What % of new Bainbridge Island residents last residence was California? How does this compare to other parts of Puget Sound? Do you have any data on this or are you handwaving? Your point about the consequences to Bainbridge Island real estate values of a CA value inversion totally depends on how factual a "California invasion" is.

OK, yes, I was California born but I'm only 25% of the family and in our move to Bainbridge after 11 years in Seattle I don't think my CA roots have any bearing on local real estate values or for that matter Island culture. And, no, we didn't buy a new spec house with a 3-car-garage or a new anything...

Eleua said...

I don't have any rock-hard data on the percentage of new BI buyers that come from California.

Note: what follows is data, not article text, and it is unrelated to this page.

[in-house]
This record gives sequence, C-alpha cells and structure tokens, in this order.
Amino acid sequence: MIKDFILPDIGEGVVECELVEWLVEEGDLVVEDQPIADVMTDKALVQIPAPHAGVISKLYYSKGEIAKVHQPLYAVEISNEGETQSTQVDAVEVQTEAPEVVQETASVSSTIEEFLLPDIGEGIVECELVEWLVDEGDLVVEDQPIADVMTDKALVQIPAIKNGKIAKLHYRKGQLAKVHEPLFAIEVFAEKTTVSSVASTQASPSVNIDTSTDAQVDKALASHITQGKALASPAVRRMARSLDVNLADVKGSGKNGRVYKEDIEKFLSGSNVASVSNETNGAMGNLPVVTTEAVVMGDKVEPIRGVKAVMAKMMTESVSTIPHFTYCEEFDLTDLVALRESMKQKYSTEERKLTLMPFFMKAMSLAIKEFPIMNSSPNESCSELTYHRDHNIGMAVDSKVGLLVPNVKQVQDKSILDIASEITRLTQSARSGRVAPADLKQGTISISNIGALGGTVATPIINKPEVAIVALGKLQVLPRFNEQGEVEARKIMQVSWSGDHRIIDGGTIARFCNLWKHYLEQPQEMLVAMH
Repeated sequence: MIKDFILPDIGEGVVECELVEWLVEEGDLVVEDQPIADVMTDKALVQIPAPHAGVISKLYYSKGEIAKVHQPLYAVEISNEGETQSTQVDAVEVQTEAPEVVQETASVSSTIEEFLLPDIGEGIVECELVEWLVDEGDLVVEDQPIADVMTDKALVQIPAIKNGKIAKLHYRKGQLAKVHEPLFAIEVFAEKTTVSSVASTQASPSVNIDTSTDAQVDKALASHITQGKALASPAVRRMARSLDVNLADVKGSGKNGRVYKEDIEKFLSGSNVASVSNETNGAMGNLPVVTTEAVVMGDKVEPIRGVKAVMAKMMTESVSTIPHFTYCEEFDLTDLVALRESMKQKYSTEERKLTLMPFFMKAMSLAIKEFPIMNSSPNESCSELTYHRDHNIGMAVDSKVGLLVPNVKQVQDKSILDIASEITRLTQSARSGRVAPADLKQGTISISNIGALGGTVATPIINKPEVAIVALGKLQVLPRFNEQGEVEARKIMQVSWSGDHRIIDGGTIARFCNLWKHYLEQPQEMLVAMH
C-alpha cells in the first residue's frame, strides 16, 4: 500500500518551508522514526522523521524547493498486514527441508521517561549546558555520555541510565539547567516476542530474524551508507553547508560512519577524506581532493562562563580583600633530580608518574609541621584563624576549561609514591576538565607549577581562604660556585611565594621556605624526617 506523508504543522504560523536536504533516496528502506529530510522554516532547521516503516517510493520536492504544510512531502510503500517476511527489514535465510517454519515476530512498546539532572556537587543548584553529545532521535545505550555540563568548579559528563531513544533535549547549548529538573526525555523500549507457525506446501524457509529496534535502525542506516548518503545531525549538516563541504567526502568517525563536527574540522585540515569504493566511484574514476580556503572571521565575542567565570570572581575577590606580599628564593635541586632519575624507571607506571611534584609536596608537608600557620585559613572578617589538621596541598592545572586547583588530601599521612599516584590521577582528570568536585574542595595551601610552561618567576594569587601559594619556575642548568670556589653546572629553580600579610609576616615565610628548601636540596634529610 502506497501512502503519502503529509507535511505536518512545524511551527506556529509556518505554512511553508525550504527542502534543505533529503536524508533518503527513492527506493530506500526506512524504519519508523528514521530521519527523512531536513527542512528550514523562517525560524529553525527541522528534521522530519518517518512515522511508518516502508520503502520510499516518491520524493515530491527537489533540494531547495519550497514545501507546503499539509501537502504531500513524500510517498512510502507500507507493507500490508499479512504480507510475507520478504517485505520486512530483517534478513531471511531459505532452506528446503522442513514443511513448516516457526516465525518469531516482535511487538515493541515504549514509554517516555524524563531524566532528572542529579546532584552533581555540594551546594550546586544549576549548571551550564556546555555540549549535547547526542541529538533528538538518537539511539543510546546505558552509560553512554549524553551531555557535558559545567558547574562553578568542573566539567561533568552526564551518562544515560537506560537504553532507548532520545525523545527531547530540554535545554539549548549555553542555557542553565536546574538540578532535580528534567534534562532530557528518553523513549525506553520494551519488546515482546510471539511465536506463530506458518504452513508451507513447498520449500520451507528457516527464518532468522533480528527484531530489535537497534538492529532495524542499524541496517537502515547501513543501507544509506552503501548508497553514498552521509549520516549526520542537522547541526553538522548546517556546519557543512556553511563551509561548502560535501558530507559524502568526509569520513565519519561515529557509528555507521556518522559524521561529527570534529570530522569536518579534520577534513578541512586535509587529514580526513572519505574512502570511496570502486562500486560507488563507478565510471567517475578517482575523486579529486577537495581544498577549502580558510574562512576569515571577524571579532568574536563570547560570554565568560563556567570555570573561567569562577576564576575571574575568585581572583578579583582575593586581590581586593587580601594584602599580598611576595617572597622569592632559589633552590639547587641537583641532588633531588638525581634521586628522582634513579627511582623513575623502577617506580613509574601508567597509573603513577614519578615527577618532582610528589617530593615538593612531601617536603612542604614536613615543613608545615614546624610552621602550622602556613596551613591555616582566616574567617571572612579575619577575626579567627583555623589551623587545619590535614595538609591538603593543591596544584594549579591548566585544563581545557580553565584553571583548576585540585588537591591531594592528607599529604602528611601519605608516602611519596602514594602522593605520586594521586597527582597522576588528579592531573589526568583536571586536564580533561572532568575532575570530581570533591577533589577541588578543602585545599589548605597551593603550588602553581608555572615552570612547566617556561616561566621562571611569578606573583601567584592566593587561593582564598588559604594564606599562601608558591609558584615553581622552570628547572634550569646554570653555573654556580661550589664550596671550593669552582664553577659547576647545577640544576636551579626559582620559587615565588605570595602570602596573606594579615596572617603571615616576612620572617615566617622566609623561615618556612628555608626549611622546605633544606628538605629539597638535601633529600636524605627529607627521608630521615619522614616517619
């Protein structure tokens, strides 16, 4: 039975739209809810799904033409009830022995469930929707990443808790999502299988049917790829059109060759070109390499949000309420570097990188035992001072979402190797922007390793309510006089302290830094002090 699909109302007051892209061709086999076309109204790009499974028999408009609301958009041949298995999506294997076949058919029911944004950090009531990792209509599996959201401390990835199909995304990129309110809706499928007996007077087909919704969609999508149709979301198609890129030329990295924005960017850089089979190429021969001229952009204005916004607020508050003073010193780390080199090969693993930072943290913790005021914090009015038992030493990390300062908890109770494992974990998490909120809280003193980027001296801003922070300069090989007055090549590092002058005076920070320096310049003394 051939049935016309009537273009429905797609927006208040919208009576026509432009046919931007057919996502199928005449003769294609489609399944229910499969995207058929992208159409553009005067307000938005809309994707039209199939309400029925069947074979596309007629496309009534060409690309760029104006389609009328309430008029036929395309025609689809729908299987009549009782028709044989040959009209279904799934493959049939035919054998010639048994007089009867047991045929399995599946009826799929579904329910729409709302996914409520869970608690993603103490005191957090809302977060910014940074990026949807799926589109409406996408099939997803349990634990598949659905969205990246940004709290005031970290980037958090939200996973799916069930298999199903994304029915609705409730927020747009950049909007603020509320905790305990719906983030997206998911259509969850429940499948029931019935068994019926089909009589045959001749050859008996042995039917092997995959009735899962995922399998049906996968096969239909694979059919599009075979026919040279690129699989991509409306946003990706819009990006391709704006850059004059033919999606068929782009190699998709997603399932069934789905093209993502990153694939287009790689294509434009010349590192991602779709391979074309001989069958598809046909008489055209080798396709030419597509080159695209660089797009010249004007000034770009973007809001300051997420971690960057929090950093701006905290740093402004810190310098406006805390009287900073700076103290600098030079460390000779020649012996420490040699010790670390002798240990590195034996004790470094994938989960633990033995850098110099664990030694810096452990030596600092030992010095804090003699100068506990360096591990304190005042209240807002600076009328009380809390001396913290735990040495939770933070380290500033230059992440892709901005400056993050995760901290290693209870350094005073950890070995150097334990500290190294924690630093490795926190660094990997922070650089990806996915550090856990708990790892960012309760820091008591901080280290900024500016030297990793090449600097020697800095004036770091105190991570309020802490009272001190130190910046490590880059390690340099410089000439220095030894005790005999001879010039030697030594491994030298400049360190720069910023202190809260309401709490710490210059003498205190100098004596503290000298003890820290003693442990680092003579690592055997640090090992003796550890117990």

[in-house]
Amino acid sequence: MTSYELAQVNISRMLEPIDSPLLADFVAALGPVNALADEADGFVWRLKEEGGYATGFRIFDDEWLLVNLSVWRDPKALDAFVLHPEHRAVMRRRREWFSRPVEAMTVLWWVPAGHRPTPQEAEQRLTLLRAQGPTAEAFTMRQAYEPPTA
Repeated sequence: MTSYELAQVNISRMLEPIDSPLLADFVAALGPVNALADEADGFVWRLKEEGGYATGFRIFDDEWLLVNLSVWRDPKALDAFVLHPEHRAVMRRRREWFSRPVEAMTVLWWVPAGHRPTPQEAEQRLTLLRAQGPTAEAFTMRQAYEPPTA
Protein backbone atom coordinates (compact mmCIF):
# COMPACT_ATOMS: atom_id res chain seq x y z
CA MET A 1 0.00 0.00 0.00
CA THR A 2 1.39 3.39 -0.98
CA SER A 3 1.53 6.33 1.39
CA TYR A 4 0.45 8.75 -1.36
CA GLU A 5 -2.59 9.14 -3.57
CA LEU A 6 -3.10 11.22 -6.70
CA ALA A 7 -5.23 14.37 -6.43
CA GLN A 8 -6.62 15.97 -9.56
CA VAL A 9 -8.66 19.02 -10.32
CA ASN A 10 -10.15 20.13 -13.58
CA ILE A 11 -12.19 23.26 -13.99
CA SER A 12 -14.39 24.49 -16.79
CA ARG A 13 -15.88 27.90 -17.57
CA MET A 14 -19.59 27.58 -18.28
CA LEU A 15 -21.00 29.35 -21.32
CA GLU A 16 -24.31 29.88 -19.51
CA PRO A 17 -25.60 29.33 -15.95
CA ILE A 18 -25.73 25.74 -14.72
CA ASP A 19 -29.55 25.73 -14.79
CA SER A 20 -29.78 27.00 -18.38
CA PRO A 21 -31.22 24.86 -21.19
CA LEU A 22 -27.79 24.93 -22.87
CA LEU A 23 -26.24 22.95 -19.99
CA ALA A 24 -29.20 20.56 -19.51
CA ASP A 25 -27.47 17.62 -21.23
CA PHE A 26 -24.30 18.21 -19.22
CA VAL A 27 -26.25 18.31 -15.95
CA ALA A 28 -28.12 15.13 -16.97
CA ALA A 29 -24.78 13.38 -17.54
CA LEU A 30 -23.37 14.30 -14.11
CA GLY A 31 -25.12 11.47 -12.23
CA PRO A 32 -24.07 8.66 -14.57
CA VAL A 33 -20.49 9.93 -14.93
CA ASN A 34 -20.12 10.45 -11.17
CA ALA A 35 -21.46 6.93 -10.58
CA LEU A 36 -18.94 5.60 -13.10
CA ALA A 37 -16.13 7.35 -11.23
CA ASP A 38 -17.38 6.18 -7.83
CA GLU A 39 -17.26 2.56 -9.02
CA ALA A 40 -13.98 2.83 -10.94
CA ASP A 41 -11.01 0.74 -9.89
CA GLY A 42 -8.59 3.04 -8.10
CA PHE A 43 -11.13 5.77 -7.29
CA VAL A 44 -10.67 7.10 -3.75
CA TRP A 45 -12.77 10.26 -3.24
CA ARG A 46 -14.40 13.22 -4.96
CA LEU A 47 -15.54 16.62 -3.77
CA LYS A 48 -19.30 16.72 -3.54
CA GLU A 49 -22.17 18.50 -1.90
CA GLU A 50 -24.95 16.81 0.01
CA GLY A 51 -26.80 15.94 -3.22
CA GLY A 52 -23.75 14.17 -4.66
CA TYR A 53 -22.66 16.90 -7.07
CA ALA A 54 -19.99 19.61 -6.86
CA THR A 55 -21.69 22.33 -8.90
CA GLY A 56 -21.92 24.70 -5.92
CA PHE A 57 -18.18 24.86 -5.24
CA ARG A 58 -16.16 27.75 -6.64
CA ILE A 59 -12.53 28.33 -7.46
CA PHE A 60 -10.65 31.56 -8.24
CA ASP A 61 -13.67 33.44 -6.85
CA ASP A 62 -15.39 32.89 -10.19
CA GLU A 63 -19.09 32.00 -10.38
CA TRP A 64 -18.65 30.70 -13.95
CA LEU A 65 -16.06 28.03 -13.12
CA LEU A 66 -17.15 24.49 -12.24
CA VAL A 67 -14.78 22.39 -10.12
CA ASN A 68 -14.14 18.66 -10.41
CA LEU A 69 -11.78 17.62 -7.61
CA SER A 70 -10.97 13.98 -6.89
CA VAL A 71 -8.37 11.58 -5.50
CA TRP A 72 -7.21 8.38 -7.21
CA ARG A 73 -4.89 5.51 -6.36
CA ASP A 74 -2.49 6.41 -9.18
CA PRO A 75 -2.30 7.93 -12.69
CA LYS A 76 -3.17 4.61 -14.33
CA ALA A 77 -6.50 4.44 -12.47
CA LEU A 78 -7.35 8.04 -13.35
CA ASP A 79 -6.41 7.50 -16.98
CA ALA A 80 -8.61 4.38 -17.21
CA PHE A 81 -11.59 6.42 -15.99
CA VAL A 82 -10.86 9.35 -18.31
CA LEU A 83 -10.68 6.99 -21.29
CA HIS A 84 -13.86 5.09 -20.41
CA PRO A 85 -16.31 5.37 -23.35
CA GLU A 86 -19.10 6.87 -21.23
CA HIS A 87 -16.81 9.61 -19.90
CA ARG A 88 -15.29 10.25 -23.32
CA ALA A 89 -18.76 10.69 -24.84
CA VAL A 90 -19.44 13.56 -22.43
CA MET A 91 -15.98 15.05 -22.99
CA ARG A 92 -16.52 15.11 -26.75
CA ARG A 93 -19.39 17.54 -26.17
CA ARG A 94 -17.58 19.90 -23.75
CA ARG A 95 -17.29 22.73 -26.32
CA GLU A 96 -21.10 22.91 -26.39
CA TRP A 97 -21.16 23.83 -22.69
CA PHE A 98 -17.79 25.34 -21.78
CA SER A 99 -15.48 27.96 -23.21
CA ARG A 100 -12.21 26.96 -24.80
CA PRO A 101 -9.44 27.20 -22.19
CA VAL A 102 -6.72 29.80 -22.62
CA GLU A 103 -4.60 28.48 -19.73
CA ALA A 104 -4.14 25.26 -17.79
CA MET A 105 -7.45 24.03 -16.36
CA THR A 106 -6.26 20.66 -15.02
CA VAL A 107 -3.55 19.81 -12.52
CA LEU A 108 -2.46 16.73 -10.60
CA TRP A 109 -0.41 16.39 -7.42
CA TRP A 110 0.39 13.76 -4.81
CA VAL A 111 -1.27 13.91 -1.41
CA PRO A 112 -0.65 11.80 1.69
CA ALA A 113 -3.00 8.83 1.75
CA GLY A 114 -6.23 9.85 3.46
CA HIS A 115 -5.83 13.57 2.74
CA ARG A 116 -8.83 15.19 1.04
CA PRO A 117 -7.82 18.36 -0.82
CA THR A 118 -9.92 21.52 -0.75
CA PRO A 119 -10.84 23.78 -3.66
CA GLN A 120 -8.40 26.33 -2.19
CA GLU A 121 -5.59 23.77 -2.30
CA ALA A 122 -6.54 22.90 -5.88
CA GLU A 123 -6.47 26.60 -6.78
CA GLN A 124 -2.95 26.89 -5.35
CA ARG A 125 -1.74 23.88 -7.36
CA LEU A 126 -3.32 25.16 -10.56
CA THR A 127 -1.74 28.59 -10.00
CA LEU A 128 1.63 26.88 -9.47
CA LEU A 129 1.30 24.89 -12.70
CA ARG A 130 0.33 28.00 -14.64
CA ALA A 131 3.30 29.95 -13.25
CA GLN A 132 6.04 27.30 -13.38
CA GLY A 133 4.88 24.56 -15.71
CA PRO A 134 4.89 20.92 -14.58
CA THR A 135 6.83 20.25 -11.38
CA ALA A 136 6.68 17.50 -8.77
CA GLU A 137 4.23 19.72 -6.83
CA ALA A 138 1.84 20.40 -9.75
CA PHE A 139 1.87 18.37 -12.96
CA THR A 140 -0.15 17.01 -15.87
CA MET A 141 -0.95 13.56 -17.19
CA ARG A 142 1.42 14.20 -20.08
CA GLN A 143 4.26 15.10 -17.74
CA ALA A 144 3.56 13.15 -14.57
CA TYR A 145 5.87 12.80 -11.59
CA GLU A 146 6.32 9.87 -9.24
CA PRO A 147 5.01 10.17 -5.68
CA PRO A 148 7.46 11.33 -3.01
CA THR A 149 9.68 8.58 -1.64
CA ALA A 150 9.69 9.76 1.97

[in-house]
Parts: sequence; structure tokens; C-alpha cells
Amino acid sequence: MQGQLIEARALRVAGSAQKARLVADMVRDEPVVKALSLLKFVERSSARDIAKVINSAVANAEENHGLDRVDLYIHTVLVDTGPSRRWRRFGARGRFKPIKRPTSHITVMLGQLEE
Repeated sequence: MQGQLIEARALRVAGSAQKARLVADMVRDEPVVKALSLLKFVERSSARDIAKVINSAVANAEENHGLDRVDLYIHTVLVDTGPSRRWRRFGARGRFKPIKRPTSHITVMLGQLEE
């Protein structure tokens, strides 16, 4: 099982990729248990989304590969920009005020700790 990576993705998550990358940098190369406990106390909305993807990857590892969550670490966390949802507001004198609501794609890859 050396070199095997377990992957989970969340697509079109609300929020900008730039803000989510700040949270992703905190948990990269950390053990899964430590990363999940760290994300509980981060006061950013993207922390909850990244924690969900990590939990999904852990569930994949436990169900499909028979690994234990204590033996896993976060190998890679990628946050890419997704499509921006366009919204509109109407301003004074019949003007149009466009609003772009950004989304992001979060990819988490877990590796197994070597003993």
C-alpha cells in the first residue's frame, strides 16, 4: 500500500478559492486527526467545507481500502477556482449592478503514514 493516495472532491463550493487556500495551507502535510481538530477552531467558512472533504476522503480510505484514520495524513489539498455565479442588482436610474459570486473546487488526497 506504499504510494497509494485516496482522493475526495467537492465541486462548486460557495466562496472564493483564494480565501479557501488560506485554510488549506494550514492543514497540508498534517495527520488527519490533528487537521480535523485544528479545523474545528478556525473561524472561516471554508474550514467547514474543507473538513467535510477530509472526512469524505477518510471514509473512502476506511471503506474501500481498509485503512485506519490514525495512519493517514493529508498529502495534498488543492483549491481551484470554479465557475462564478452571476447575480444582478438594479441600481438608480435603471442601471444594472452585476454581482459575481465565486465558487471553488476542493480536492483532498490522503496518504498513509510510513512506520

I do have 4 different RE agents that I trust, and see this housing bubble for what it is. All four say that 60% of buyers are out-of-state.

Of those, the 4 RE agents say that anywhere from 1/2 to 3/4 are from California.

That equates to 30% to 45% of BI buyers are Californians, and that does not include people such as yourself (that move from King County, but are Californian), or Californians that currently live on BI and are upgrading.

Relax. There is no crime in being from California. I have stated over and over that the California equity money is the SINGLE BIGGEST PLAYER in our market. If that player were to substantially drop out of the market, the market would shift dramatically.

That is no more a pejoritave than stating that our winters are wet, due to our proximate to the Aelutian Islands.

Anonymous said...

That our winters are wet is established fact - it can be looked up. It has nothing to do with proximity to the "Aelution" [sic] Islands but never mind.